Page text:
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Why We Resist the Weekly Review and Plan

Why We Resist the Weekly Review and Plan

Ricky Spears hits this topic right on my head. Why we resist weekly planning and review session? This is a critical session that many time management methodologies contains and weights this as a important step. Ricky found out there are couple of reasons (20 of them) on that:

  1. It’s not on our calendar.
  2. We don’t know how or we fear we may not do it right.
  3. We don’t have a step-by-step plan for it.
  4. We aren’t ready—and getting ready is too overwhelming.
  5. We feel that the weekly review is a “have to” instead of a “want to”.
  6. We haven’t defined our outcome vision.
  7. We have’t defined our purpose and principles.
  8. We think it has to be perfect and complete.
  9. We don’t see the benefit of it.
  10. We don’t have time.
  11. We feel we don’t have enough to review.
  12. We feel we have too much to review.
  13. We are too far behind or haven’t done a review in several weeks.
  14. We have no accountability.
  15. We don’t like the isolation.
  16. We find the weekly review boring.
  17. We fear we might get interrupted.
  18. We fear what we will discover.
  19. We’re scared of what others will think about us.
  20. It’s hard.

I observe this maybe the main reason: getting ready for one week is just too overwhelming. People can deal with long term goal setting and planning, and deal with short term planning and task prioritization. It is just more complex to see all those tidy details on each task. It is just overwhelmed by one week worth of tasks. Uncertainty is the other keyword here.

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Another simple reason it is just not in your calendar. Frankly if it is not in your calendar, you basically won’t do it.

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Why We Resist the Weekly Review and Plan (and What You Can Do About It) – [Ricky’s RAM Dump]

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Last Updated on May 16, 2019

The Daily Rituals of 7 Successful CEOs

The Daily Rituals of 7 Successful CEOs

One of my favorite success quotes ever comes from one of the original and most successful ‘CEOs’ of his era: Aristotle. Here’s what he said:

“We are what we repeatedly do. Excellence, then, is not an act, but a habit.”

This advice is just as sound today as it was when Aristotle first expressed it, way back when. I’m reminded of this at least once a week, when I interview an inspiring author, leader, or successful CEO on my show. I ask my guests a series of questions about what has contributed to their success and their ability to build something meaningful.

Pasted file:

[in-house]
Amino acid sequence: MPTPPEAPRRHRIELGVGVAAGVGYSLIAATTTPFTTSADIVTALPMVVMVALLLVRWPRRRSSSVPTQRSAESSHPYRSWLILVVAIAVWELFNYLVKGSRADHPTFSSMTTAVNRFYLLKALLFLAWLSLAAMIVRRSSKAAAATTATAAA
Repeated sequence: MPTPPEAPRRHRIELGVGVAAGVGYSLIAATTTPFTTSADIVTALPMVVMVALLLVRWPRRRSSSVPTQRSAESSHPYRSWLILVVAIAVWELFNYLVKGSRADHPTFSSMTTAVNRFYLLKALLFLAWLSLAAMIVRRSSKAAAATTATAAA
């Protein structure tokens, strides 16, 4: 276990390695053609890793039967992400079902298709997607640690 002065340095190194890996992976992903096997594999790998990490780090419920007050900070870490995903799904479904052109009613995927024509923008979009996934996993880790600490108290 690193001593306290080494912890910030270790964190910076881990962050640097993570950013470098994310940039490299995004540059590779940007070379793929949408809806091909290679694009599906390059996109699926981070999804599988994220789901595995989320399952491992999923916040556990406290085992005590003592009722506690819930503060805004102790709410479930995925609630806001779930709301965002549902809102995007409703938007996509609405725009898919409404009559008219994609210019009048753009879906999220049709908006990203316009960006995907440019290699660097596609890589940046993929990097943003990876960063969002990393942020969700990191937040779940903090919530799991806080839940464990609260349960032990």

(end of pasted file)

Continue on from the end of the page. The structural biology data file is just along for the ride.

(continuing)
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You want to know what nearly all of them say? Almost every time, they respond by telling me that their success is the result of simple habits  enacted day after day.

These quotes from seven successful CEOs demonstrate the daily rituals that have contributed to their success:

1. Promote what you love.

“It’s so much better to promote what you love than to bash what you hate.” – Jessica Alba, CEO of The Honest Company

2. Develop a feedback loop.

“I think it’s very important to have a feedback loop, where you’re constantly thinking about what you’ve done and how you could be doing it better. I think that’s the single best piece of advice: constantly think about how you could be doing things better and questioning yourself.” – Elon Musk, CEO of TESLA Motors

3. Create things that are better, not just “different.”

“Our task today is to find singular ways to create the new things that will make the future not just different, but better—to go from 0 to 1. The essential first step is to think for yourself. Only by seeing our world anew, as fresh and strange as it was to the ancients who saw it first, can we both re-create it and preserve it for the future.” – Peter Thiel, CEO of Palantir and best-selling author of Zero To One.

4. Meditate.

“Meditate. Breathe consciously. Listen. Pay attention. Treasure every moment. Make the connection.” – Oprah Winfrey, CEO of OWN Network

5. Read every day.

“Read 500 pages every day. That’s how knowledge works. It builds up like compound interest.”-Warren Buffet, CEO of investment firm Berkshire-Hathaway

6. Block time for email.

“Set aside a 20- to 30-minute chunk of time two or three times a day for email. Do not check continually through the day.” – Doug Camplejohn, CEO of predictive lead marketing company FlipTop.

7. Make your customers happy.

“We see our customers as invited guests to a party, and we are the hosts. It’s our job every day to make every important aspect of the customer experience a little bit better.” – Jeff Bezos, CEO of Amazon.com

Develop the right rituals. Become a successful CEO.

If the majority of these daily habits are new to you, avoid making the crucial mistake of adopting all of these habits at once. Research on habit-formation indicates that lasting habits are formed one at a time.

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For example, let’s say you’re excited about developing the following daily habits:

  • daily reading,
  • daily meditation, and
  • updating your to-do list every night

Let’s say that daily reading is the one that excites you the most out of the three habits noted above. It would be wise of you to begin by choosing and scheduling time to read every day, and then sticking to that time until it becomes a habit. Once it feels effortless and automatic, you’ll know that you’ve turned it into a daily habit. Now you’re ready to install the next habit… and the next… Until before you know it, you’ll start looking in the mirror and seeing the reflection of a successful CEO.

Featured photo credit: Amy Hirschi via unsplash.com

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